- The Oxford Handbook of Postwar European History
- List of Illustrations
- List of Abbreviations
- List of Contributors
- List of Contributors
- Editor's Introduction: Postwar Europe as History
- Corporatism and the Social Democratic Moment: The Postwar Settlement, 1945–1973
- Interwar, War, Postwar: Was there a Zero Hour in 1945?
- East, West, and the Return of ‘Central’: Borders Drawn and Redrawn
- Spectres of Europe: Europe's Past, Present, and Future
- Europe and its Others: Is there a European Identity?
- Ethnic Cleansing
- Responding to ‘Order Without Life’? Living Under Communism
- The Spectre of Americanization: Western Europe in the American Century
- Immigration and Asylum: Challenges to European Identities and Citizenship
- Gendering Europe, Europeanizing Gender: The Politics of Difference in a Global Era
- 1968: Europe in Technicolour
- Making Postwar Communism
- Europe's Cold War
- The Western European Welfare State Beyond Christian and Social Democratic Ideology
- The Truth About Friendship Treaties: Behind The Iron Curtain
- A Continent Bristling With Arms: Continuity and Change In Western European Security Policies After the Second World War
- <i>‘Les Trente Glorieuses’</i>: From the Marshall Plan to the Oil Crisis
- European Integration: The Rescue of the Nation State?
- A Restructured Economy: From the Oil Crisis to the Financial Crisis, 1973–2009
- Veblen Redivivus: Leisure and Excessin Europe
- ‘Gentlemen, you are Mad!’: Mutual Assured Destruction and Cold War Culture
- What was National Stalinism?
- Colonial Fantasies Shattered
- After the Fear was Over? What Came After Dictatorships in Spain, Greece, and Portugal
- What Comes After Communism?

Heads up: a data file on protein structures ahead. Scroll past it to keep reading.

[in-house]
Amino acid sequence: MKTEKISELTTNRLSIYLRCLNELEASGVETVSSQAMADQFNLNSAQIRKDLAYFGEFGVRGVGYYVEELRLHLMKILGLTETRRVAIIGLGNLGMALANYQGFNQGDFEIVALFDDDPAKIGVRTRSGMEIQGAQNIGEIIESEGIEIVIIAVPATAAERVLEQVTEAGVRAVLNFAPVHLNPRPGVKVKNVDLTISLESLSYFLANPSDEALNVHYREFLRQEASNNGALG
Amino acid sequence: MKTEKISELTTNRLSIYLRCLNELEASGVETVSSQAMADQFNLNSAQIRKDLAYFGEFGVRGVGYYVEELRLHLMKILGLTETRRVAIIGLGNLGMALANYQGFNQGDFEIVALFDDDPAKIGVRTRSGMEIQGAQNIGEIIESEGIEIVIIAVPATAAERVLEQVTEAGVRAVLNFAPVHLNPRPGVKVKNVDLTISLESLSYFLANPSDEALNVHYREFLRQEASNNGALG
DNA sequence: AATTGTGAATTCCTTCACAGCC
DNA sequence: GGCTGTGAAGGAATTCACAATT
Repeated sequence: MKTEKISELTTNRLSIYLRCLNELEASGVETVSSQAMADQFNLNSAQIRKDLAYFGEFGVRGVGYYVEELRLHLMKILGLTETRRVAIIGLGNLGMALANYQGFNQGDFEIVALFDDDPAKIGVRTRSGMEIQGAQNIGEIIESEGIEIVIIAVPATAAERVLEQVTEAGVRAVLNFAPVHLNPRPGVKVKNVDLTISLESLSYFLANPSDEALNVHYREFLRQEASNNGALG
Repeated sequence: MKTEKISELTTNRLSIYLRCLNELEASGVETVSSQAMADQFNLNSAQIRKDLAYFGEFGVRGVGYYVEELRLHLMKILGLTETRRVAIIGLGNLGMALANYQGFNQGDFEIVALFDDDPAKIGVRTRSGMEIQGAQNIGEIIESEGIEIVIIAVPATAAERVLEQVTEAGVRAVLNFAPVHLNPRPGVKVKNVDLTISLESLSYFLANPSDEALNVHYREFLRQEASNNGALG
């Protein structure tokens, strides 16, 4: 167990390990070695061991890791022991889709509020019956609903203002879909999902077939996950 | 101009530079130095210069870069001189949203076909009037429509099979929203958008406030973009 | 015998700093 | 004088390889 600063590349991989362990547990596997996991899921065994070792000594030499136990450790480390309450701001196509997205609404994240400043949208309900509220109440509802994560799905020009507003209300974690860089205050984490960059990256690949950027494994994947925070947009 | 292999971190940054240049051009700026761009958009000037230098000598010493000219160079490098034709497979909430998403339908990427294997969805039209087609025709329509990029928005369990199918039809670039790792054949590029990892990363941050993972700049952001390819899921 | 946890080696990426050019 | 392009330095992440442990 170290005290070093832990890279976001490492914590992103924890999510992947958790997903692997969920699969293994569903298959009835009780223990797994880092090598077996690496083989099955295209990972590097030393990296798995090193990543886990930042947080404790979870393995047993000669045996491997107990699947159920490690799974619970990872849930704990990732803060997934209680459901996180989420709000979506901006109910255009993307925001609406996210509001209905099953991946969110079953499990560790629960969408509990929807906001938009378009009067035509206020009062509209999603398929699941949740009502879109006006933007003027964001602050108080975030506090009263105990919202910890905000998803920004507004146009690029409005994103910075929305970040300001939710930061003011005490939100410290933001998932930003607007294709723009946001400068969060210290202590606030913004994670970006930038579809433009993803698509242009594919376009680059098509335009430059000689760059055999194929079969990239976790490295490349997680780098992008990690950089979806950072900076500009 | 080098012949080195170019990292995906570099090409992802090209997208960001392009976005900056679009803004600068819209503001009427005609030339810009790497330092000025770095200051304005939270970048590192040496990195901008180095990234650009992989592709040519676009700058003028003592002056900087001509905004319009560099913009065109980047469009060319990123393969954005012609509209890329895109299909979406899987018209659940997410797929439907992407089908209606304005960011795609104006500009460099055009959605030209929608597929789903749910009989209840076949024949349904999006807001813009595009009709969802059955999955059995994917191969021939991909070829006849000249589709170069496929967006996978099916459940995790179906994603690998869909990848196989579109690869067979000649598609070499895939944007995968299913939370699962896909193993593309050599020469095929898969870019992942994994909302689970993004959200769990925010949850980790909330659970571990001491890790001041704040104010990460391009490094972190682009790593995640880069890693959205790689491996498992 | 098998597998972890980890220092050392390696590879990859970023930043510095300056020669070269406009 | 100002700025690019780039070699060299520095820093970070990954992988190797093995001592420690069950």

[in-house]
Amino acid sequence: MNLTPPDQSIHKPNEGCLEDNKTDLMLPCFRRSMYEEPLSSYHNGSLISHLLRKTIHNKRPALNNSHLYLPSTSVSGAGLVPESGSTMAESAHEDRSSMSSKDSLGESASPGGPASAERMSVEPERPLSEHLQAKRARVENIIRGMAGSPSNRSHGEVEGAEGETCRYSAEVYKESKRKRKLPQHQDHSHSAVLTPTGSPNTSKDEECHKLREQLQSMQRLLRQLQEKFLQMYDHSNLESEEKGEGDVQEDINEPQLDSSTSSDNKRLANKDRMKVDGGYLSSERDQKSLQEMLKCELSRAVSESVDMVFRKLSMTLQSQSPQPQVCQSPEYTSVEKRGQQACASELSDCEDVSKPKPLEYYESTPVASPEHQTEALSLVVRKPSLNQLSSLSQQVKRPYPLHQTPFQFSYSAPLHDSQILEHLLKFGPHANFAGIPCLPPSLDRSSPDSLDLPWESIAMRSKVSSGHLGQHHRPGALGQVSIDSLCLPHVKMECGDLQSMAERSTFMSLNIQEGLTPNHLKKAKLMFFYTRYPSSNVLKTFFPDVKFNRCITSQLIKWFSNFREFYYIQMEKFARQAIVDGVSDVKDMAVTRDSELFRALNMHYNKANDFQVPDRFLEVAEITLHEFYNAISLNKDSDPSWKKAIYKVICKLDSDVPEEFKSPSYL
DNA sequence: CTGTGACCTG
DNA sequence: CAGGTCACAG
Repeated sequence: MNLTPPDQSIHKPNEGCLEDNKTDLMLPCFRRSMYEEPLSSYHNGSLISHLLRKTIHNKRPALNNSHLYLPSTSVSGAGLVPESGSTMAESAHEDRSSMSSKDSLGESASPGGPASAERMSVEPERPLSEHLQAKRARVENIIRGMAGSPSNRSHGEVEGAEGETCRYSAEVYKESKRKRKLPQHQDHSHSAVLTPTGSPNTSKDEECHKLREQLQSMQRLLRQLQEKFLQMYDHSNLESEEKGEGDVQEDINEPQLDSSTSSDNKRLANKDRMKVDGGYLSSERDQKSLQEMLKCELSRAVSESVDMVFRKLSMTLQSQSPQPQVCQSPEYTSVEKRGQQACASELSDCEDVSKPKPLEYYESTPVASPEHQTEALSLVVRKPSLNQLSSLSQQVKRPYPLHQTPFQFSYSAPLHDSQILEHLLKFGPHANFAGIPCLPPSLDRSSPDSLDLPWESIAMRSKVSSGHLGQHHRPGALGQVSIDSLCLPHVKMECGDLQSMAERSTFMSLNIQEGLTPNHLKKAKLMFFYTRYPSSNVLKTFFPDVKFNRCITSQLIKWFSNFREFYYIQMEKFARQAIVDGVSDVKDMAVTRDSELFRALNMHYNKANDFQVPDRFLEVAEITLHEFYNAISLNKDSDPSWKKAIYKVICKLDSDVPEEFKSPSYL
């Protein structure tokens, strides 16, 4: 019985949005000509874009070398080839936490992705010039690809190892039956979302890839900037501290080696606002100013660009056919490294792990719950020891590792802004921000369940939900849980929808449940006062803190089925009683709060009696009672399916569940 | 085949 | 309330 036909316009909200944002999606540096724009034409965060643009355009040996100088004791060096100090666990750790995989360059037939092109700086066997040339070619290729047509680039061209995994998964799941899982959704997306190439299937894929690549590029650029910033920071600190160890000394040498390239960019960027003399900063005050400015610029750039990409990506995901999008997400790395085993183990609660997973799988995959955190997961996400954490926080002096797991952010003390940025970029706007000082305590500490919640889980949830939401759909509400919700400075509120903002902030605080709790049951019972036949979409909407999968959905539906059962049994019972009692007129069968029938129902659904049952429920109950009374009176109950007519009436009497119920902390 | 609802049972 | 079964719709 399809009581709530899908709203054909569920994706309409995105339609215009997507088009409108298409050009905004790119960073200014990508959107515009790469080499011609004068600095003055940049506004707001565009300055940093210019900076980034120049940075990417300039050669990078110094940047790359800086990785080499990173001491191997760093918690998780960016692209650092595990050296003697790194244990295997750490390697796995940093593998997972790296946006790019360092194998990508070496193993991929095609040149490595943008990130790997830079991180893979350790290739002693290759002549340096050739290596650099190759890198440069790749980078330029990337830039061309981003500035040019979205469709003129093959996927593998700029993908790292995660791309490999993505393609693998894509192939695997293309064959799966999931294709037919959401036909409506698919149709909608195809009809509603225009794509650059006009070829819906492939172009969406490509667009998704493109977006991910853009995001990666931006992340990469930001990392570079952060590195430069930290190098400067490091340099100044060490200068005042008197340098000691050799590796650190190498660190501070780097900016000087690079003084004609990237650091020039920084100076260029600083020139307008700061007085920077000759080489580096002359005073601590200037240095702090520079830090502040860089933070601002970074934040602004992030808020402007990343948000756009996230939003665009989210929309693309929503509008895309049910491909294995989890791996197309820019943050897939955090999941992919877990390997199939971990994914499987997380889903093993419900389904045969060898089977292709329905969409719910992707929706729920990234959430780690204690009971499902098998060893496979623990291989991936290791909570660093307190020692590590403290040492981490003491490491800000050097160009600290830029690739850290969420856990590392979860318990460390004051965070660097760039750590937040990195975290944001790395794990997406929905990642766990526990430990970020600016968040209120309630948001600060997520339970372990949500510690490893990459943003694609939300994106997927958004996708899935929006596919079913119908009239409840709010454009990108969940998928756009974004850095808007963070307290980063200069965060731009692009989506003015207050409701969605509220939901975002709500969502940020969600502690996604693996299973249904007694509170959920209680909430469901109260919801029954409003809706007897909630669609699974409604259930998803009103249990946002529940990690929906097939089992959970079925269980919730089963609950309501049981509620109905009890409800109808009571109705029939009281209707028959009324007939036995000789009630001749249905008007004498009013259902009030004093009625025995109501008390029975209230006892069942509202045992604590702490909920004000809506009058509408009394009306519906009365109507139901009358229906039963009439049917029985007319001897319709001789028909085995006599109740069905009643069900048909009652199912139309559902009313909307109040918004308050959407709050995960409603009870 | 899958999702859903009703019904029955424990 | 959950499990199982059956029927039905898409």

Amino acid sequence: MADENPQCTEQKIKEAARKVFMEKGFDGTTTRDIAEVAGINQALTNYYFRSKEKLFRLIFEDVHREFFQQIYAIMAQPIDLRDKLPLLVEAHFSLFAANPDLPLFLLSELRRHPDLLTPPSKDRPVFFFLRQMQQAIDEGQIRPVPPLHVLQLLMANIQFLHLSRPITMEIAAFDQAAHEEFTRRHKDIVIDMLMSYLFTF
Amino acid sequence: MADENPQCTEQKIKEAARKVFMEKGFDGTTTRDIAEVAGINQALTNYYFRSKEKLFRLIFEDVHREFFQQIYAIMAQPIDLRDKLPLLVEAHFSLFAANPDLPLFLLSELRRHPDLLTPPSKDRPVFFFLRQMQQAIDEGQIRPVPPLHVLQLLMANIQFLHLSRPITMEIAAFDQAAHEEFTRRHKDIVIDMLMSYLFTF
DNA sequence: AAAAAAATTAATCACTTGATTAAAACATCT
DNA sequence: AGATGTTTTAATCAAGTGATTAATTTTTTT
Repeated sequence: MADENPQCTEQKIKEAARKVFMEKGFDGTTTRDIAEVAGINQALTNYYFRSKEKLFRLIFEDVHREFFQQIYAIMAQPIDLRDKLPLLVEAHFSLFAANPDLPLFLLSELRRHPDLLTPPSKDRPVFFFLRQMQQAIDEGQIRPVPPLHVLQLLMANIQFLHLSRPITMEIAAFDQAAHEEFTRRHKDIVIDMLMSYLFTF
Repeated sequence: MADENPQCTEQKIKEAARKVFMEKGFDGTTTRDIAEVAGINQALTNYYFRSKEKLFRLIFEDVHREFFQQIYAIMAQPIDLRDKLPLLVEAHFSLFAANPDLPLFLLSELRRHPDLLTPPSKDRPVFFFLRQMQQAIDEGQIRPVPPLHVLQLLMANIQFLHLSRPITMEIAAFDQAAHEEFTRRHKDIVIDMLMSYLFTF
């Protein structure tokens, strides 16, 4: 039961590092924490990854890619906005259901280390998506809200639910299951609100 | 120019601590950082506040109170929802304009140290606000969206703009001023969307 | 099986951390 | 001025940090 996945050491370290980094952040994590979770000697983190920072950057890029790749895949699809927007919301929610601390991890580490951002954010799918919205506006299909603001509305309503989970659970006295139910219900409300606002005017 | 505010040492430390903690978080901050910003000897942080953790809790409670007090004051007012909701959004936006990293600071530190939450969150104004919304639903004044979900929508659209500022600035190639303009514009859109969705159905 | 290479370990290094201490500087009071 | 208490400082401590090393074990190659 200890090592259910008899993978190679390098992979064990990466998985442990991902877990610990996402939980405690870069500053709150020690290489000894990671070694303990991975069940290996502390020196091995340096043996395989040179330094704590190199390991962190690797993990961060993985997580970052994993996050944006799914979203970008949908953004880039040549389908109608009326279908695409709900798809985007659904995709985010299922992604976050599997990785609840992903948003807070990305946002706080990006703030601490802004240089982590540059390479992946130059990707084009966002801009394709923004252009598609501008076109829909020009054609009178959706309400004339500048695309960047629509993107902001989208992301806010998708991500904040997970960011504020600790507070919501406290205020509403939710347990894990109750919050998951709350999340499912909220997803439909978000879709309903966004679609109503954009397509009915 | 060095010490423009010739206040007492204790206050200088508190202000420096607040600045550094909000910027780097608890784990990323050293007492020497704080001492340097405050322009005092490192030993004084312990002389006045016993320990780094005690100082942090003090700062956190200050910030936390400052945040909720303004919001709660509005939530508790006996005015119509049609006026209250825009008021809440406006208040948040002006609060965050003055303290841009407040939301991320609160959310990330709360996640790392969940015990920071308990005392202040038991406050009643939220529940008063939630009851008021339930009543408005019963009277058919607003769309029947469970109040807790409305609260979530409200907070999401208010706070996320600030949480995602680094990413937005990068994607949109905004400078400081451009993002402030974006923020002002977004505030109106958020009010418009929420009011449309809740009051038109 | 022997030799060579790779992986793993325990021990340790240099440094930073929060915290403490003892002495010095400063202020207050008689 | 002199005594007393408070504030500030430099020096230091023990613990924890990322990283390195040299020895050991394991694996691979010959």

- Brothers, Strangers and Enemies: Ethno-Nationalism and the Demise of Communist Yugoslavia
- The Countryside: Towards a Theme Park?
- Heritage and the Reconceptualization of the Postwar European City
- The Postcolonial Condition
- Postwar Art, Architecture, and Design
- Science and Technology in Postwar Europe
- Images of Europe, European Images: Postwar European Cinema and Television Culture
- Intellectuals and Nazism
- The Great Patriotic War in Soviet and Post-Soviet Collective Memory
- Memory Wars in the ‘New Europe’
Abstract and Keywords
The phrase ‘the postcolonial condition’ is usually invoked with respect to the particular state, as well as the common circumstances, of the many colonies that were freed from colonial rule during the second half of the twentieth century and are now living on the legacy of colonialism. Postcolonial conditions all over the world remain very substantially the product of European rule, given the extent of the European empires. While the rest of the world gradually frees itself from its postcoloniality, as it earlier freed itself from the shackles of colonialism, it is the Europe from which colonialism came that remains caught within the postcolonial condition: for this reason, the idea of ‘the postcolonial’ has had most currency in Europe. One aspect of the European postcolonial condition was the refusal to recognise its overall historical inevitability even as the decolonisation process was taking place. This article discusses the postcolonial condition in Europe, along with cultural production as well as postcolonial theory and Islam.
Robert J.C. Young is Julius Silver Professor of English and Comparative Literature at New York University. He was formerly Professor of English and Critical Theory at Oxford University and a fellow of Wadham College. He has published White Mythologies: Writing History and the West (1990, new edition 2004), Colonial Desire: Hybridity in Culture, Theory and Race (1995), Postcolonialism: An Historical Introduction (2001), Postcolonialism: A Very Short Introduction (2003), and The Idea of English Ethnicity (2008). Editor of Interventions: International Journal of Postcolonial Studies, he was also a founding editor of the Oxford Literary Review which he edited from 1977 to 1994. His work has been translated into 20 languages.
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